Word of the DaySunday, October 29, 2006
\kuhn-tem-puh-RAY-nee-uhs\ , adjective;
Originating, existing, or occurring at the same time.
The best sources for a historian are those that provide a contemporaneous account of the events under scrutiny.
-- Jan T. Gross, Neighbors
As a version of female power, Spiritualism and its sister, the Victorian flowering of occult magic, became a handmaid of the vigorous contemporaneous crusade for female emancipation.
-- Terence Brown, The Life of W. B. Yeats
The Greek chronicler Polybius, recording the sack of Rome by Gauls in 387 BC, notes laboriously that it was contemporaneous with the peace of Antalcidas and the siege of Rhegium by Dionysius, and that it happened nineteen years after the battle of Aegospotami and sixteen years before the battle of Leuctra.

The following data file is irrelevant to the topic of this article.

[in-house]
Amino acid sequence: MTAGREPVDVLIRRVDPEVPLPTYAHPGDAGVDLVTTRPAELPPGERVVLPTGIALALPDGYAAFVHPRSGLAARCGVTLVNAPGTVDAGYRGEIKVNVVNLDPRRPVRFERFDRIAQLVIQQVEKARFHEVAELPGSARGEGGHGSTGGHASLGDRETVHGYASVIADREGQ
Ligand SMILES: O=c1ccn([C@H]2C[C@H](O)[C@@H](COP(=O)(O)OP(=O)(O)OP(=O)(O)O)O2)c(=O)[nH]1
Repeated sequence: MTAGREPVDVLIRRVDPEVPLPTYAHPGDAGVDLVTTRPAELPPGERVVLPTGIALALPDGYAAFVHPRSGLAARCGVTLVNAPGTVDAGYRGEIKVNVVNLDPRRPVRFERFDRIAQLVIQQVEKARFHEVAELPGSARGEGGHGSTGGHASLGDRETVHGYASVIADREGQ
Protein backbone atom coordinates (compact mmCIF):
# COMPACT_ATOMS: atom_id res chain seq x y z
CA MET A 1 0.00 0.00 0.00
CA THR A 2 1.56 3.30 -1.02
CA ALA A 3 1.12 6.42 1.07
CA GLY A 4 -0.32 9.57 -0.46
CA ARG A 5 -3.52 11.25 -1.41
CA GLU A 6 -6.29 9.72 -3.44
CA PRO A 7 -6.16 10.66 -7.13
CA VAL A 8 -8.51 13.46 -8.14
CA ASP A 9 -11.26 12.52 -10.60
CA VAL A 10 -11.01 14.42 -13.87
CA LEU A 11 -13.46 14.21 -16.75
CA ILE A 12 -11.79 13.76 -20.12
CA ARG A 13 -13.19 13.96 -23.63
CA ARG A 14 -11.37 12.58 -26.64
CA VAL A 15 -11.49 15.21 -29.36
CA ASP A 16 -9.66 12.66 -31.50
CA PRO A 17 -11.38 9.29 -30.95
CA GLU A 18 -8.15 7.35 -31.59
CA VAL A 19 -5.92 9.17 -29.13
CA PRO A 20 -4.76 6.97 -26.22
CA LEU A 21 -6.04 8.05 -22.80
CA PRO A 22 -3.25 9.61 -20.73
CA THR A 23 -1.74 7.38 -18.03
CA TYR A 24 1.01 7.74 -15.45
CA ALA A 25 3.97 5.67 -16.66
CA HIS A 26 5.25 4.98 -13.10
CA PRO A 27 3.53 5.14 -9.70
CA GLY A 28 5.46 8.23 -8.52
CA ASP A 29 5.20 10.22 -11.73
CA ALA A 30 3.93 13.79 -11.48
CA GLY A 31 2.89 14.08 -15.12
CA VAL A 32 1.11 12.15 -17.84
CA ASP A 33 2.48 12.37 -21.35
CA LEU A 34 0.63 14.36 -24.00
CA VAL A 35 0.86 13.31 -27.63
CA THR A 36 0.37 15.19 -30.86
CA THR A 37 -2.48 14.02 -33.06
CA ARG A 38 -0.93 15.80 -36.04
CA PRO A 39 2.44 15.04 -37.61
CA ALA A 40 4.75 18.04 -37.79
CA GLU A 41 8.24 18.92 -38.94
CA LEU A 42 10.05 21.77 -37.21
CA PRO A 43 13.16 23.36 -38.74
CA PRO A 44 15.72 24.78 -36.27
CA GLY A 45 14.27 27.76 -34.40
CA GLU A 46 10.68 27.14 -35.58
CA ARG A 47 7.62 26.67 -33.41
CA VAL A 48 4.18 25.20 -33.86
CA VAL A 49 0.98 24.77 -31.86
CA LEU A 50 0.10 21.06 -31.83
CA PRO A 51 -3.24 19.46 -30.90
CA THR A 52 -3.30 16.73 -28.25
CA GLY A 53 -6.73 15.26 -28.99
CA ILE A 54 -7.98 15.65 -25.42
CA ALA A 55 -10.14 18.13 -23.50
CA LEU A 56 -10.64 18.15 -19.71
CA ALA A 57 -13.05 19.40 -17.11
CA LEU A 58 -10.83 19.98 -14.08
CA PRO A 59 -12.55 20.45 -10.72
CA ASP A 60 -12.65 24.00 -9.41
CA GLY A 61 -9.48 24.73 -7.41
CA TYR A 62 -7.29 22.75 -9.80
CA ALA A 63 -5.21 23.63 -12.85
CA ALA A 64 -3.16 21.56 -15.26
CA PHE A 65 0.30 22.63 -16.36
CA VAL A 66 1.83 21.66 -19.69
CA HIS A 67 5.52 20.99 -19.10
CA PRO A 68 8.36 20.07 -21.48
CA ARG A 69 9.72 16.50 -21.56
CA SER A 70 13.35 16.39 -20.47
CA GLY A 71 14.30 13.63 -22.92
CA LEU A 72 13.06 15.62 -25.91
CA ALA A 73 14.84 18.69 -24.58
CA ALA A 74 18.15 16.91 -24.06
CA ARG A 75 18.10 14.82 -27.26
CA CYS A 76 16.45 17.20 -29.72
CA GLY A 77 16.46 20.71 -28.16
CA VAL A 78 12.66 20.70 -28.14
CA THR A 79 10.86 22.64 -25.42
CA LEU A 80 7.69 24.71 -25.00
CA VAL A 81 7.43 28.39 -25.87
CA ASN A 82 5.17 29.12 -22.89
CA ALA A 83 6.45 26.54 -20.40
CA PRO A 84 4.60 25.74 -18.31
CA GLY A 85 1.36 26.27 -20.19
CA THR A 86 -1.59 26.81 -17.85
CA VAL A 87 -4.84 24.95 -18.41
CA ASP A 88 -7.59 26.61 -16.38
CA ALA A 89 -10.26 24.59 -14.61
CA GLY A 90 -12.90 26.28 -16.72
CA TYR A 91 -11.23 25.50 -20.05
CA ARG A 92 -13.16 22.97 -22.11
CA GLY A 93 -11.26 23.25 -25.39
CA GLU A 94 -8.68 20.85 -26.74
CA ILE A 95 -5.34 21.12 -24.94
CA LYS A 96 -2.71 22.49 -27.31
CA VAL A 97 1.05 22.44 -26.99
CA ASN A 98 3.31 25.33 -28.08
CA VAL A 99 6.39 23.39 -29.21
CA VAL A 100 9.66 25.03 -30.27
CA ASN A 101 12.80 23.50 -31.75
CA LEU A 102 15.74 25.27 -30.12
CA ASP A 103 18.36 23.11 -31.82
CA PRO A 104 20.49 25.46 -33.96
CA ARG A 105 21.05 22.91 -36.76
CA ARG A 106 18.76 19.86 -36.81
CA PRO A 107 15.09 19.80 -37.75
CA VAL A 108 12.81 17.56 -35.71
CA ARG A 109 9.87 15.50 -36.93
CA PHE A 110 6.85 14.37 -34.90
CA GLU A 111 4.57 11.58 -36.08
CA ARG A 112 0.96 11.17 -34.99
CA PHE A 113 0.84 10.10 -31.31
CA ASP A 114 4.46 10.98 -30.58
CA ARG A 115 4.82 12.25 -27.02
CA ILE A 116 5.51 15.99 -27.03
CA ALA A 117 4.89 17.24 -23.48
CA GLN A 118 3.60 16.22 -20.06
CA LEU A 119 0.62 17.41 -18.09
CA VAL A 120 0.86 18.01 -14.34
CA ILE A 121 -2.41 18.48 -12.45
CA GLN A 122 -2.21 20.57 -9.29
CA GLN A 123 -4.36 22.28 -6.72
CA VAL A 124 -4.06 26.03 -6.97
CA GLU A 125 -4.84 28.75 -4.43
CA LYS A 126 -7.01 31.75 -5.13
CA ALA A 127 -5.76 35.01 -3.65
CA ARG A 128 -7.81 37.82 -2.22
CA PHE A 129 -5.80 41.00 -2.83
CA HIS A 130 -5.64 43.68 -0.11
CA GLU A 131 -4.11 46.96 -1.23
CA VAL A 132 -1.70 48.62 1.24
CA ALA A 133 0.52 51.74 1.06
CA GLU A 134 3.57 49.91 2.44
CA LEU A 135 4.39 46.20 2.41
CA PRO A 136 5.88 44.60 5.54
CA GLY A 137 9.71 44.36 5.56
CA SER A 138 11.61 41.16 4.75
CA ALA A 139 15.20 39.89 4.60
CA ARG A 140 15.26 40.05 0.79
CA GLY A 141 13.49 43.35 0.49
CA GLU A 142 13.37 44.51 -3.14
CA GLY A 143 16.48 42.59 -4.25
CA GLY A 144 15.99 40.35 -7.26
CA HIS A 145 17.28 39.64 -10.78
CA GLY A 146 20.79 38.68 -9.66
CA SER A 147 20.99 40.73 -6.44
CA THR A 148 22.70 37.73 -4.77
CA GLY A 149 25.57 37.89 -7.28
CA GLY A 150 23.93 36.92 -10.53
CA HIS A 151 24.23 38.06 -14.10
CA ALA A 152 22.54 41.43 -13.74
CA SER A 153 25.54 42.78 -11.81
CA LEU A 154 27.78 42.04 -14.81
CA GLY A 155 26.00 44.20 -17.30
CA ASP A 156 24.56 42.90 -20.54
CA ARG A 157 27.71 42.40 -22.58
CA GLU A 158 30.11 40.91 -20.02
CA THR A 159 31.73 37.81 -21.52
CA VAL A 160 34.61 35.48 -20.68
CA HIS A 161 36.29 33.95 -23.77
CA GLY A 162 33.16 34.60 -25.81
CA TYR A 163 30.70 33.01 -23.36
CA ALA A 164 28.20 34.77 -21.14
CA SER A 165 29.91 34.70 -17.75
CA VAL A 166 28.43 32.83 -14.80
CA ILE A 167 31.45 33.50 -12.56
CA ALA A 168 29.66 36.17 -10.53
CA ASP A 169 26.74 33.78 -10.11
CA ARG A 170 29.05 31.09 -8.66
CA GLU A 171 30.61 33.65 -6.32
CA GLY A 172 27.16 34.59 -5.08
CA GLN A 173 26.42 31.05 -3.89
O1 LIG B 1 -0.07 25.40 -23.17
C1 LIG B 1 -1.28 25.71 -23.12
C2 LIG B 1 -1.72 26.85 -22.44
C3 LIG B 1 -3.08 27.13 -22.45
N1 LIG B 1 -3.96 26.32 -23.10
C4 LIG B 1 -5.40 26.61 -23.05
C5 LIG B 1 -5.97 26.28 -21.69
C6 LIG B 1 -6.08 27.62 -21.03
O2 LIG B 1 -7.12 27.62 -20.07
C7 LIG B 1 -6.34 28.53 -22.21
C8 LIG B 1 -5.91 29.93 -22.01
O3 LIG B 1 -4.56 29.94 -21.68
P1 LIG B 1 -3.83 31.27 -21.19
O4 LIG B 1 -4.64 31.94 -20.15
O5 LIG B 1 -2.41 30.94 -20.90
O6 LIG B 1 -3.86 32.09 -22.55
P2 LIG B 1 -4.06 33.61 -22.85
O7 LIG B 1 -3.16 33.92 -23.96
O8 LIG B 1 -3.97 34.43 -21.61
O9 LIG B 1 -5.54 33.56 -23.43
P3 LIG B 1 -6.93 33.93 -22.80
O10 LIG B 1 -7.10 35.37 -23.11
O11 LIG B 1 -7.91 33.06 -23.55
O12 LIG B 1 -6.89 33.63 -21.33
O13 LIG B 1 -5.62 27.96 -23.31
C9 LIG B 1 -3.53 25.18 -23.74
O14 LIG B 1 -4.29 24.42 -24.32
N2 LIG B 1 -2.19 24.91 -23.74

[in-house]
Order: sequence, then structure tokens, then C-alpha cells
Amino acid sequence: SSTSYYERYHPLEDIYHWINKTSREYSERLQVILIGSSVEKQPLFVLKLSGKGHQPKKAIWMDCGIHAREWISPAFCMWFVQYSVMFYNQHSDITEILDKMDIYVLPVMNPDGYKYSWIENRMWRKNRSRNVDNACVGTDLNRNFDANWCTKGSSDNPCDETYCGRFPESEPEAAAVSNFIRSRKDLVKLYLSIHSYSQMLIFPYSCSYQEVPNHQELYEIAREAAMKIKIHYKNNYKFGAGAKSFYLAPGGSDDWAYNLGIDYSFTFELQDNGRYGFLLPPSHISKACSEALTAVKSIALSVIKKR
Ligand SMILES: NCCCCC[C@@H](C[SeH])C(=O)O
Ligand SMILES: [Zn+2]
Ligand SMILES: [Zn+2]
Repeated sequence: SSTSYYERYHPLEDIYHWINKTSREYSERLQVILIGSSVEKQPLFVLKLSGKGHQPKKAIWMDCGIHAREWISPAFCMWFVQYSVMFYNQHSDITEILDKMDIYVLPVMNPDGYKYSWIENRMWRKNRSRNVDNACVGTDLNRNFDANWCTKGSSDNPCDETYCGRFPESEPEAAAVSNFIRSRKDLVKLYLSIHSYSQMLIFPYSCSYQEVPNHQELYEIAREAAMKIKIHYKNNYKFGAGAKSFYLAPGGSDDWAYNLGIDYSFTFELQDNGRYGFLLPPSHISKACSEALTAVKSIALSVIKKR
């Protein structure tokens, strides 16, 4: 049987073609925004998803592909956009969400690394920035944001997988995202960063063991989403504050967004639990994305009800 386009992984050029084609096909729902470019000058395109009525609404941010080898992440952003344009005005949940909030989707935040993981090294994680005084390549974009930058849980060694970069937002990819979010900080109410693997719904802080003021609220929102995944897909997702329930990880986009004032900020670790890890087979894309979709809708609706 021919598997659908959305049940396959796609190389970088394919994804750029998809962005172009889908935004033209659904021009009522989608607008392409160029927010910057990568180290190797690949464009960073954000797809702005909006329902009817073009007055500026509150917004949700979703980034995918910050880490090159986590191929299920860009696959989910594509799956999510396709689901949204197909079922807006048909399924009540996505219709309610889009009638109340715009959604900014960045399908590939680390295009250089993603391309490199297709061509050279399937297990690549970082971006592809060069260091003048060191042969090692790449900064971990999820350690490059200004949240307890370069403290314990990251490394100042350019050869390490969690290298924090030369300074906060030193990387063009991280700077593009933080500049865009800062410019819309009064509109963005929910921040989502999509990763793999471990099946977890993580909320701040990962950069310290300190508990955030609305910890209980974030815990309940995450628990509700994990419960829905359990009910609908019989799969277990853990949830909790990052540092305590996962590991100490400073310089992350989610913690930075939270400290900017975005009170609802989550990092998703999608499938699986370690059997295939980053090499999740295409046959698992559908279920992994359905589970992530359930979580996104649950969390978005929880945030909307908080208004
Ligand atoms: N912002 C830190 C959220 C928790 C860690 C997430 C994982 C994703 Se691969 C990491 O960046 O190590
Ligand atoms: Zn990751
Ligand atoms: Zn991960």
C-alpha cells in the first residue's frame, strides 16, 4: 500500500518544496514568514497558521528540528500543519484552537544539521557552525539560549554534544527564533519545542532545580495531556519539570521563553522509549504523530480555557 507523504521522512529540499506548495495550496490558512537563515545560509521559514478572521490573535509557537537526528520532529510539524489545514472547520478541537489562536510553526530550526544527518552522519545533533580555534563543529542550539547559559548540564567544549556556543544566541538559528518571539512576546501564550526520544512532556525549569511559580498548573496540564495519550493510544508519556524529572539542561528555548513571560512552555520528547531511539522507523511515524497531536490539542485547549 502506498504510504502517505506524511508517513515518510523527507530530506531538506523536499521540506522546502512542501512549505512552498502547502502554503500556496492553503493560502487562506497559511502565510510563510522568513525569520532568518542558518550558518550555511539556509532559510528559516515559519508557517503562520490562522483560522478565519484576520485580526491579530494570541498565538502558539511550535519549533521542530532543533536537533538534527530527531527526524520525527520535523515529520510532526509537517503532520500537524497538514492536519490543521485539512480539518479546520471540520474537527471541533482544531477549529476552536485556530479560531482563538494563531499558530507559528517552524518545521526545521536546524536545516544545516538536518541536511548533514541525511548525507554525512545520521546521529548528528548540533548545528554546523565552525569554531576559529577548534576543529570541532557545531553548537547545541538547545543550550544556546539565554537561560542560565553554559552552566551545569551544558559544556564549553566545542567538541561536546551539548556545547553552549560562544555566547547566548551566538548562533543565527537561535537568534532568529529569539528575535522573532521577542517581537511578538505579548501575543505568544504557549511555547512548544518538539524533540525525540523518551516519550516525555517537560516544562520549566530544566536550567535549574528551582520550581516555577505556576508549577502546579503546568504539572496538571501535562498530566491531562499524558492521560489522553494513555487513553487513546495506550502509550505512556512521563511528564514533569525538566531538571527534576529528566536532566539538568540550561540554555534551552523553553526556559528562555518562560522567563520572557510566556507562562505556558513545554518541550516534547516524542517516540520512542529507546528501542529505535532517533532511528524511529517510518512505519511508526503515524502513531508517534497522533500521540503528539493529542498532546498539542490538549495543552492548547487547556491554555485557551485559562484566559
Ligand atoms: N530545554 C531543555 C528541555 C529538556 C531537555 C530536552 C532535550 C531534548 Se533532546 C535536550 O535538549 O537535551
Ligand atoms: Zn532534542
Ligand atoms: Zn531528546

-- Damian Thompson, The End of Time
As a result of this focus on radical individuality, a composer's music was expected to differ stylistically from the music of all earlier composers and also from that of other contemporaneous writers, and it was judged in large part by the extent to which it moved forward, breaking new stylistic ground.
-- Charles Hamm, Irving Berlin
Contemporaneous is from Latin contemporaneus, from con-, com-, "with, together" + tempus, tempor-, "time."
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